China to Approve Non-Animal Tests for Cosmetics

Thanks to pressure from PETA, Chinese officials are in the final stages of approving the use of its very first non-animal test method for cosmetic ingredients.

The 3T3 Neutral Red Uptake Phototoxicity Assay, which tests chemicals for their potential toxicity when they come into contact with sunlight—and which is already in widespread use in the U.S. and the E.U.—is expected to be accepted in China by late summer, says a PETA press release. Until now, China required cosmetic companies to test ingredients and products only on animals.

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In February, 2012 we reported that cosmetics companies like Avon, Estée Lauder, and Mary Kay, which were widely known as companies that did not test on animals were in fact conducting tests in China, to comply with laws in that country.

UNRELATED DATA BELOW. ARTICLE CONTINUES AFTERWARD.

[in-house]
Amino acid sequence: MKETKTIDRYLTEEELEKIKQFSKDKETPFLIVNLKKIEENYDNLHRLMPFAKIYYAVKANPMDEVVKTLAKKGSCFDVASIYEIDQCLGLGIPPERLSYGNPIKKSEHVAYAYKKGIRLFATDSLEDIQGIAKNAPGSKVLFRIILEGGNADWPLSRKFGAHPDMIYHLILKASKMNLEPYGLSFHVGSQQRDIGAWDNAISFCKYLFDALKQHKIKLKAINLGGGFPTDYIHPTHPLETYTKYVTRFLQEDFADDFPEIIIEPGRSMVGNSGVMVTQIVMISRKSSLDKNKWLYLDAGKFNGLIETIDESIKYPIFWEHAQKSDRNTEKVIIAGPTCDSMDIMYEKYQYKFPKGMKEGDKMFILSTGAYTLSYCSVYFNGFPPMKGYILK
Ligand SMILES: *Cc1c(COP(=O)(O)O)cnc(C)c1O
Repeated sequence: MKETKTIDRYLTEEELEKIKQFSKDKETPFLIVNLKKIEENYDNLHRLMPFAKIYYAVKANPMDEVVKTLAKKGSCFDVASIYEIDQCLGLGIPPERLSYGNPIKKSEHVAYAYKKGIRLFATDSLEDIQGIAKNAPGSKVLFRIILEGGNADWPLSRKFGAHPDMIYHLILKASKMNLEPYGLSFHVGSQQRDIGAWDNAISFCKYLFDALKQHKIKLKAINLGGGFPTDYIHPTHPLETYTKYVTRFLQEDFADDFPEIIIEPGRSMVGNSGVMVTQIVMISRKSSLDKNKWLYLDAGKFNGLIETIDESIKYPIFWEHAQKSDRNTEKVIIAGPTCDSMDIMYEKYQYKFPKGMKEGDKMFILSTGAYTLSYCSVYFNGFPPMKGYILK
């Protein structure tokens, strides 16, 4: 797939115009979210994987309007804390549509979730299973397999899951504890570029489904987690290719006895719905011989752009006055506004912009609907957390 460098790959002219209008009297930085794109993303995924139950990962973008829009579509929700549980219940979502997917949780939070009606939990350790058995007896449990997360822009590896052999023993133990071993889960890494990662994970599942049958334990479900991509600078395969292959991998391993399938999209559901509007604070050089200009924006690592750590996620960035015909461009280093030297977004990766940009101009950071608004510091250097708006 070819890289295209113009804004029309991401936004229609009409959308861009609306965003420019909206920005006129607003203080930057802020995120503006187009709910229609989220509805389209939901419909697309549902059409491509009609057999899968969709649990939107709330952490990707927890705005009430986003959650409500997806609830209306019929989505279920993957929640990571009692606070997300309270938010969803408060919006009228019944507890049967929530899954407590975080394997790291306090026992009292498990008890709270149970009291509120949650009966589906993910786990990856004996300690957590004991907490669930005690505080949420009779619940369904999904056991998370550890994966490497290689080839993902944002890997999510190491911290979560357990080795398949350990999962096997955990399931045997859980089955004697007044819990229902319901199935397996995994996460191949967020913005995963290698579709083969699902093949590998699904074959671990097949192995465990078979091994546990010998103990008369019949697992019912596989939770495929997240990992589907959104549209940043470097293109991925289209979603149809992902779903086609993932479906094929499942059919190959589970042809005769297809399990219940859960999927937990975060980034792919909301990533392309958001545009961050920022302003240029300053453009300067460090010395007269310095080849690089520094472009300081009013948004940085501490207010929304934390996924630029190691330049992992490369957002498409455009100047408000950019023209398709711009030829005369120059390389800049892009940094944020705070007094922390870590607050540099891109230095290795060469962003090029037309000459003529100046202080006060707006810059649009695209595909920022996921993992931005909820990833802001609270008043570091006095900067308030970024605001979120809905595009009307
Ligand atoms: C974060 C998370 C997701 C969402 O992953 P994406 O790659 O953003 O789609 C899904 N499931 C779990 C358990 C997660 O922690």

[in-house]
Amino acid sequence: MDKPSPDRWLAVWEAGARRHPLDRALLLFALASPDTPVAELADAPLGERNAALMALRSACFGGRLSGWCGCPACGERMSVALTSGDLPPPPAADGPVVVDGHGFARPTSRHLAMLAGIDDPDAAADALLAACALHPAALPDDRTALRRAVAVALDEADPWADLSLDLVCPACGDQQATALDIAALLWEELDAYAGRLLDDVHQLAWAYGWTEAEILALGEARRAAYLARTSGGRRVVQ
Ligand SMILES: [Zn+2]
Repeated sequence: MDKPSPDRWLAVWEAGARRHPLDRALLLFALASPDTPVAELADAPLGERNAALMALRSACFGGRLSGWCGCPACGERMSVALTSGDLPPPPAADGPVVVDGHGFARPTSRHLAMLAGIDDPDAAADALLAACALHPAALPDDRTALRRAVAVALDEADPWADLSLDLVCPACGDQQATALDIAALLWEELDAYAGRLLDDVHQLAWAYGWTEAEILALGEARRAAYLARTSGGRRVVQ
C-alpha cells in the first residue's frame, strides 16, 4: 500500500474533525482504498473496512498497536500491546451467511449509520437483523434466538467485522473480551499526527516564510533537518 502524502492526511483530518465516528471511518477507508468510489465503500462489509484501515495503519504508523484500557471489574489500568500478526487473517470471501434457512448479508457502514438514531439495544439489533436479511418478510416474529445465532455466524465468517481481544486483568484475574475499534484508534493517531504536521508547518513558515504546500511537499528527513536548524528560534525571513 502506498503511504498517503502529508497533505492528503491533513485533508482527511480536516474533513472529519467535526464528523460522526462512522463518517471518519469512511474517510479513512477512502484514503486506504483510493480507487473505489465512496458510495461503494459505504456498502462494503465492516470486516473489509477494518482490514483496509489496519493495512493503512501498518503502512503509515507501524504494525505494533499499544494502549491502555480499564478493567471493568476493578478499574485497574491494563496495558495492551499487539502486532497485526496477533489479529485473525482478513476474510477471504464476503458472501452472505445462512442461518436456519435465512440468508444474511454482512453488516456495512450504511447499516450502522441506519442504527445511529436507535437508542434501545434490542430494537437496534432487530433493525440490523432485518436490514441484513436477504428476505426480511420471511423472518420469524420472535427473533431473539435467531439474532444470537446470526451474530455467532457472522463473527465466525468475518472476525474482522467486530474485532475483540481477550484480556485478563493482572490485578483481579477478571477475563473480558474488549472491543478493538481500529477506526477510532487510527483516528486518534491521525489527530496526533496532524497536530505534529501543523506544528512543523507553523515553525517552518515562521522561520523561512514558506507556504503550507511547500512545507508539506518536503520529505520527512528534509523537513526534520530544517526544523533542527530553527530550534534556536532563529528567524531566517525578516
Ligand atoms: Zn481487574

Following this discovery, PETA awarded a grant to scientists at the Institute for In Vitro Sciences. According to PETA, these scientists traveled to China several times to offer their expertise and guidance in replacing cruel animal-based tests.

“We’re delighted that this grant has helped jump-start the acceptance of non-animal tests in China and grateful to Chinese officials for being so open to these discussions,” said PETA vice-president of lab investigations Kathy Guillermo in a press statement.

This one small step in the right direction may hopefully help put a permanent and complete end to animal tests in China and may also help companies like Avon, Mary Kay, and Estée Lauder to become truly cruelty-free. Until then, check out this list of cosmetic companies that don’t test on animals.

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